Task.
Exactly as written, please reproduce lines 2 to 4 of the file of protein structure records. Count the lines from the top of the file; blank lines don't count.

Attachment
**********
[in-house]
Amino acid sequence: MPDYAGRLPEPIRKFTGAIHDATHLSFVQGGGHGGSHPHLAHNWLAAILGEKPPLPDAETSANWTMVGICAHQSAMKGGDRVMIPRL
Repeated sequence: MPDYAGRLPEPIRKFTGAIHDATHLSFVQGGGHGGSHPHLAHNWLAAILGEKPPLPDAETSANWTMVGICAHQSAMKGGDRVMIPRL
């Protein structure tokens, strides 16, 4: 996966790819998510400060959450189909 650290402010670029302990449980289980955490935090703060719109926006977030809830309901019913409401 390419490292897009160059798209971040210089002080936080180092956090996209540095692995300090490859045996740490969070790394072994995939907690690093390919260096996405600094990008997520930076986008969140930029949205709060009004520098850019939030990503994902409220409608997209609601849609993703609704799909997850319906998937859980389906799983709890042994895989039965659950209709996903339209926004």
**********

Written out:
Amino acid sequence: MPDYAGRLPEPIRKFTGAIHDATHLSFVQGGGHGGSHPHLAHNWLAAILGEKPPLPDAETSANWTMVGICAHQSAMKGGDRVMIPRL
Repeated sequence: MPDYAGRLPEPIRKFTGAIHDATHLSFVQGGGHGGSHPHLAHNWLAAILGEKPPLPDAETSANWTMVGICAHQSAMKGGDRVMIPRL
């Protein structure tokens, strides 16, 4: 996966790819998510400060959450189909 650290402010670029302990449980289980955490935090703060719109926006977030809830309901019913409401 390419490292897009160059798209971040210089002080936080180092956090996209540095692995300090490859045996740490969070790394072994995939907690690093390919260096996405600094990008997520930076986008969140930029949205709060009004520098850019939030990503994902409220409608997209609601849609993703609704799909997850319906998937859980389906799983709890042994895989039965659950209709996903339209926004």